Do we need a prenuptial agreement?
Before getting married or entering a civil partnership, it is worth considering whether a prenuptial agreement, otherwise known as a prenup, is suitable.
What is a prenuptial agreement?
A prenuptial agreement is a written agreement which shows your intentions should your marriage or civil partnership end. Prenuptial agreements can be tailored to you and your partner to cover anything (providing it is fair).
Some examples of things couples wish to include in their prenuptial agreement are as follows:
- What happens to your home;
- What happens to any properties brought into the marriage or inherited;
- What happens to money held in joint accounts or saved during the marriage;
- What happens to your pensions;
- What happens to your debts;
- Whether either of you is to pay or receive maintenance, and the duration;
- Whether the prenuptial agreement is to be reviewed at any point; and
- Whether any agreements for current or future children would be put in place.
Effect on the court
Should your marriage or civil partnership end, the court is not necessarily bound to follow your agreement, but it is likely that the court will give it due consideration providing it is fair. Sometimes, the court will uphold one part of a prenuptial agreement while holding another part to be unfair.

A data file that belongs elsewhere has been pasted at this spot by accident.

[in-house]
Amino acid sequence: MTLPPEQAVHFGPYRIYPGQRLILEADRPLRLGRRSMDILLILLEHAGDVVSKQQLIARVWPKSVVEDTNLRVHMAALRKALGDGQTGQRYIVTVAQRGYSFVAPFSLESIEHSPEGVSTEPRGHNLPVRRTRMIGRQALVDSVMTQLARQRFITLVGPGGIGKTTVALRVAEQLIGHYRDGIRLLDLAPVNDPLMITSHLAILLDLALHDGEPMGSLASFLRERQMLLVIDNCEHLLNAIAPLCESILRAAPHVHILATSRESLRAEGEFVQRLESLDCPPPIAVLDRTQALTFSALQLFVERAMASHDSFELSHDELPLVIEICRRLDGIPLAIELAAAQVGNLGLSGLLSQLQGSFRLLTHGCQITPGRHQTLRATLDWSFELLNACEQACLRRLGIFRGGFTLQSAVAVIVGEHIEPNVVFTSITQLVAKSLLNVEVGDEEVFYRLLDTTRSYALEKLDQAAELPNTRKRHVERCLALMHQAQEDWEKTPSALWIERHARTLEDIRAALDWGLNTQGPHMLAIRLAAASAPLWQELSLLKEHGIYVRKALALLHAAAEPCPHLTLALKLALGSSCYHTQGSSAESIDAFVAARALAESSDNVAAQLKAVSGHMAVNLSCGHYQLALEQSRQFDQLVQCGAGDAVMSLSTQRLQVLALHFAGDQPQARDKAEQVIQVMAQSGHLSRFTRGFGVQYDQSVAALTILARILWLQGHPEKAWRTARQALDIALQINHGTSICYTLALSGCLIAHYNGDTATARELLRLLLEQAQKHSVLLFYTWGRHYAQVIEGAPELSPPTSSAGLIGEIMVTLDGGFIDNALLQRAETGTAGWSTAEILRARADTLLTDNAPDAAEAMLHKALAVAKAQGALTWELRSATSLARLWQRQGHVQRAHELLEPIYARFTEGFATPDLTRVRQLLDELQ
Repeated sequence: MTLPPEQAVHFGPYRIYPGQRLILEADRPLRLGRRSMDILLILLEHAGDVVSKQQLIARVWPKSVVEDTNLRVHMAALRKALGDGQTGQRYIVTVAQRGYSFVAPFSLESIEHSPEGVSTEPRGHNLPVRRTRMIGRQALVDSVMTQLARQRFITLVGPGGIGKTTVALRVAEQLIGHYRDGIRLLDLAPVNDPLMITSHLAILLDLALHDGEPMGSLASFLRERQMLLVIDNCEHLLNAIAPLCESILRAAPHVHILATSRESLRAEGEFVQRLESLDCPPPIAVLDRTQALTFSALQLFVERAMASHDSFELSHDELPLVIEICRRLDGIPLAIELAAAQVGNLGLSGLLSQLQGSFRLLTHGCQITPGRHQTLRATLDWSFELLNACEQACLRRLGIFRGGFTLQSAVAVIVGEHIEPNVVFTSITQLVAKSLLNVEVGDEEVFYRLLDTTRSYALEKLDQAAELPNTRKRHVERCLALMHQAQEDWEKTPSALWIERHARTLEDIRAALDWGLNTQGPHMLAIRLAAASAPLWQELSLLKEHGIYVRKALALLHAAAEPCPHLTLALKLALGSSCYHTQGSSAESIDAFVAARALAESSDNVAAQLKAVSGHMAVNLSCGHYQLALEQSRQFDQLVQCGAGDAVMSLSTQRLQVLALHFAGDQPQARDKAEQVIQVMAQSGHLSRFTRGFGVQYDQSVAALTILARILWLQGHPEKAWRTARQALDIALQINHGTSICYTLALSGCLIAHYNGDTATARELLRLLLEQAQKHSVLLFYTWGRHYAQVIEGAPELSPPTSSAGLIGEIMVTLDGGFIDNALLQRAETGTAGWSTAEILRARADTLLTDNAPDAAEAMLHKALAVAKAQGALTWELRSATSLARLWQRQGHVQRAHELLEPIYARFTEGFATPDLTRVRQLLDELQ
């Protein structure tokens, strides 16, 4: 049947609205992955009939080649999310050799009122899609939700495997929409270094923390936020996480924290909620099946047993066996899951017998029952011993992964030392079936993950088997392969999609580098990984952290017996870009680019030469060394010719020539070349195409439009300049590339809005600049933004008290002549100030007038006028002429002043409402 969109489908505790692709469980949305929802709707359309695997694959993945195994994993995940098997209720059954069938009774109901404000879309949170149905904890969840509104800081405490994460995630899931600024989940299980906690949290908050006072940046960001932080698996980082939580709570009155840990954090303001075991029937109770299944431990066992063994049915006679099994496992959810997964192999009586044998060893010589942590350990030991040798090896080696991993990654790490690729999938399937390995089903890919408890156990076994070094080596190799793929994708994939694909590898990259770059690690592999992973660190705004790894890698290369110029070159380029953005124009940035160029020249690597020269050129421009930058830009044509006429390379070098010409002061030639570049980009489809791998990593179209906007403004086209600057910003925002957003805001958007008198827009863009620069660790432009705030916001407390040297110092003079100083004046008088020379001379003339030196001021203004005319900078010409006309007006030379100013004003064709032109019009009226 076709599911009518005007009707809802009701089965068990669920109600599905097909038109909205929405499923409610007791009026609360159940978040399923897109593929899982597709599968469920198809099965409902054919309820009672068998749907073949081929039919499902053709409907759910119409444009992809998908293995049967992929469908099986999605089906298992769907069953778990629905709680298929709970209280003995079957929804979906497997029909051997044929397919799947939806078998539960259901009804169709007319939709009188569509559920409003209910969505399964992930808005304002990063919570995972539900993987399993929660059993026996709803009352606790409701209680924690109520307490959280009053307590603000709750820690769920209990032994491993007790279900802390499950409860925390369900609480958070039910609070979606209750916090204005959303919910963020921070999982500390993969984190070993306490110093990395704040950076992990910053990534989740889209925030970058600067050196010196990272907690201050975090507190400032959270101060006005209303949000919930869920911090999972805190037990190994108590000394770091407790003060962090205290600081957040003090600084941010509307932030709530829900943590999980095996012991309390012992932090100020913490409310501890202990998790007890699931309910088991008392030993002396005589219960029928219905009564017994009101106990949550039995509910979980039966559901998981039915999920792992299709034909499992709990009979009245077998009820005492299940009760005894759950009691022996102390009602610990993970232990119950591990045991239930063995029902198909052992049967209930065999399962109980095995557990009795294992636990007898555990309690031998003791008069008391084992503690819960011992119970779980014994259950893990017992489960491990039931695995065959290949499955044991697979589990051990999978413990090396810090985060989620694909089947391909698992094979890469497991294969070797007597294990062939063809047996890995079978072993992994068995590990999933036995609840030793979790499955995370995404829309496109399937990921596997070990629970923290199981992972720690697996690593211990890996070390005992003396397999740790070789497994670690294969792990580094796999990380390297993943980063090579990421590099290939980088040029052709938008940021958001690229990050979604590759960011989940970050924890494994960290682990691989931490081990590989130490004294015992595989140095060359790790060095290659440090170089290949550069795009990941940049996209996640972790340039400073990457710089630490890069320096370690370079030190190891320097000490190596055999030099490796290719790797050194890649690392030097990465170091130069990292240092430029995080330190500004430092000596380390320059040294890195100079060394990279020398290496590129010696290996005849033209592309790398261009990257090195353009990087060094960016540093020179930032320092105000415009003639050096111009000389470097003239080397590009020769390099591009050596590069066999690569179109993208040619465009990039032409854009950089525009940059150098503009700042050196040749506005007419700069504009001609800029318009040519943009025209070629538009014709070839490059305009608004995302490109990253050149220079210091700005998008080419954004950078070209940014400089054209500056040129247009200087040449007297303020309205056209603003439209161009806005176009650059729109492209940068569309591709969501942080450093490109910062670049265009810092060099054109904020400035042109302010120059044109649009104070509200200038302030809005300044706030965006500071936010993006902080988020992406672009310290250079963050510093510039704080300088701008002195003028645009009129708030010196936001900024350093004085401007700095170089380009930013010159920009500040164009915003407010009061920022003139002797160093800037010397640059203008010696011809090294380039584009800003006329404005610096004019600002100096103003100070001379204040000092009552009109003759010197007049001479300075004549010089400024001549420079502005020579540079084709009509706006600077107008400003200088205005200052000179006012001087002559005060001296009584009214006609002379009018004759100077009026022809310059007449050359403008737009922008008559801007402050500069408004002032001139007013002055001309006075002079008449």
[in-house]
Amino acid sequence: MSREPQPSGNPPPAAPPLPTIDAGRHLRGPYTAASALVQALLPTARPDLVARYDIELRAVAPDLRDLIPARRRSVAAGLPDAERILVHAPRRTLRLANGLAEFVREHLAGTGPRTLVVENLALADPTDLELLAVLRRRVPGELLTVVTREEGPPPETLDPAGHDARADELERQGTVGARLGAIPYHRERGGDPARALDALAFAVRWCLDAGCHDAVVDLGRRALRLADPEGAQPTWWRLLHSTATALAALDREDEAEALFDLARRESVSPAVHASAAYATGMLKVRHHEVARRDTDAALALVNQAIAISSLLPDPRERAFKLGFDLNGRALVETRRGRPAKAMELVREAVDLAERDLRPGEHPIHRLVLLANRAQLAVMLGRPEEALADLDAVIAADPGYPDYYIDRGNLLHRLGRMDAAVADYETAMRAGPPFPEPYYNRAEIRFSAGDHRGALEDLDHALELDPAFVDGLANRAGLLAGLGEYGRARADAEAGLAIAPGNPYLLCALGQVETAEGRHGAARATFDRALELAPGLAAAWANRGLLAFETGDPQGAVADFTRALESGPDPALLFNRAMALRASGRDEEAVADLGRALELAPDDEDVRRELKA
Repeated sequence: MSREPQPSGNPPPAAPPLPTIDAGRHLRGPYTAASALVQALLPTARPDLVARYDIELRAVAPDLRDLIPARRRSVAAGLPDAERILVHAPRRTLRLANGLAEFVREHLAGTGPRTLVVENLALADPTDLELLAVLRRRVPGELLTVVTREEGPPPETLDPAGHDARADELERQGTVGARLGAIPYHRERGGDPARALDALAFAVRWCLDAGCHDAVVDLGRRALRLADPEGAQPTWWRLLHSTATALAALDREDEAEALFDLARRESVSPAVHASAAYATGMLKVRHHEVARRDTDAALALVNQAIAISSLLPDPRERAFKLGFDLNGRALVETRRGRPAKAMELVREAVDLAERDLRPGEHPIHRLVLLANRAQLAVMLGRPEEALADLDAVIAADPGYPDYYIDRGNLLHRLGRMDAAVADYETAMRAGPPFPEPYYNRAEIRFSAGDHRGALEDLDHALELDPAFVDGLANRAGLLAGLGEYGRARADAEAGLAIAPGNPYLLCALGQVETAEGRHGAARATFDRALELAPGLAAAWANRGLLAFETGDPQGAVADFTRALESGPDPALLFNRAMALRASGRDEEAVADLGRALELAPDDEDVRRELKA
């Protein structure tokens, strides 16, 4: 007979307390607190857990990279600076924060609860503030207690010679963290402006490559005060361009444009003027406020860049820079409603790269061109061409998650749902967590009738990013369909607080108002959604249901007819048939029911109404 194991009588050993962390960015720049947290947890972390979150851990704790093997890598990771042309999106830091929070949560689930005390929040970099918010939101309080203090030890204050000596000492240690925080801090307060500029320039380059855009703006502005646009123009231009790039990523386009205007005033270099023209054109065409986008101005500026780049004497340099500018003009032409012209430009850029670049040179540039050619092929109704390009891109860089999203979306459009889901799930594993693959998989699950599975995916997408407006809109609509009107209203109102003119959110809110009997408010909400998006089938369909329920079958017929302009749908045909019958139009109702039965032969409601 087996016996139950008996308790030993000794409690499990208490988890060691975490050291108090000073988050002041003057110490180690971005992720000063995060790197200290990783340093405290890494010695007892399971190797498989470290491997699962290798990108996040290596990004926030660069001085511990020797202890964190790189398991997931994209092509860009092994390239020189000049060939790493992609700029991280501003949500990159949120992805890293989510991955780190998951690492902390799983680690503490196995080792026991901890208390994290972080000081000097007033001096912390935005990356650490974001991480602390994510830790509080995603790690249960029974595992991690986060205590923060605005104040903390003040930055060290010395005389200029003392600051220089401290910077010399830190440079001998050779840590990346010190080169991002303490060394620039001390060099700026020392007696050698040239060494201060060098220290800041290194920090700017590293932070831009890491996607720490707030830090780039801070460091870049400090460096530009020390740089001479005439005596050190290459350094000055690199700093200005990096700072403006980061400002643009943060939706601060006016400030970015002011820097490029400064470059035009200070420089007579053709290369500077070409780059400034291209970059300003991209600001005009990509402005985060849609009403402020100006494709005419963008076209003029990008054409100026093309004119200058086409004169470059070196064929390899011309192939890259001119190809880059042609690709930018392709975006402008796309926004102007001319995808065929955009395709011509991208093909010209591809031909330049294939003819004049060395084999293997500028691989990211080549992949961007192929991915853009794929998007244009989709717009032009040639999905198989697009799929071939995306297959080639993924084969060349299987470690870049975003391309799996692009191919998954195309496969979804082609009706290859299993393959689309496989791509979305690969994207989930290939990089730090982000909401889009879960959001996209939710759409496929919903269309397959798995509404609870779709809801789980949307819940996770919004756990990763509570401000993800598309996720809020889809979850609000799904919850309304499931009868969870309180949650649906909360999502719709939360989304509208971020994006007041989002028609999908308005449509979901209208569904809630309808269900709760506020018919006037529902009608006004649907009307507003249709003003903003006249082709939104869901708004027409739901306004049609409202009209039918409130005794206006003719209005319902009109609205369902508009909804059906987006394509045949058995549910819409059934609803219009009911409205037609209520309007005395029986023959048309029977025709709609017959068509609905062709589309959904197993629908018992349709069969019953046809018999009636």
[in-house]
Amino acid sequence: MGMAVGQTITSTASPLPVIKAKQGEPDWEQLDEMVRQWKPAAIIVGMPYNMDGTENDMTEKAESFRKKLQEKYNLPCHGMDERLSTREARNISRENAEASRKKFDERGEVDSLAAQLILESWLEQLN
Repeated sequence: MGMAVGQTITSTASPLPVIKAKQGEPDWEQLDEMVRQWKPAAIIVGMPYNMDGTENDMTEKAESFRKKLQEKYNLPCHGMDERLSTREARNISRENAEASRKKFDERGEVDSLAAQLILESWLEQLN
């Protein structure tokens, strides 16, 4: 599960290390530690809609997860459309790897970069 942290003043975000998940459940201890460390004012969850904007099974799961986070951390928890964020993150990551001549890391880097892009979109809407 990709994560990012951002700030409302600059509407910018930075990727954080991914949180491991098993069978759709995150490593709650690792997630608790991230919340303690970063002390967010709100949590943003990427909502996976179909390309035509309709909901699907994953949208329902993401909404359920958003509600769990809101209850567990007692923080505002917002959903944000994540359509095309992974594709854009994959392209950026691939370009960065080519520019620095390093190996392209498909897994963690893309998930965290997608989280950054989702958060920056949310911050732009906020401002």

How can we reach a prenuptial agreement?
This is entirely dependent on you as a couple. Some partners are happy to agree on it together, while others prefer using solicitors, mediation or collaborative law to negotiate. Should you require us to negotiate, the Heald family team will help you to reach a fair and sensible agreement.
What happens if we have children in the future?
You must be careful to ensure that a prenuptial agreement does not affect your future children negatively. It is normal to include provisions for children in your prenuptial agreement, even if you do not have any at the time. If your marriage or civil partnership were to end, the court’s first consideration is always the welfare of the children. Therefore, it is important not to include any agreement which might affect your children negatively such as an agreement to opt out of providing financial support for any children.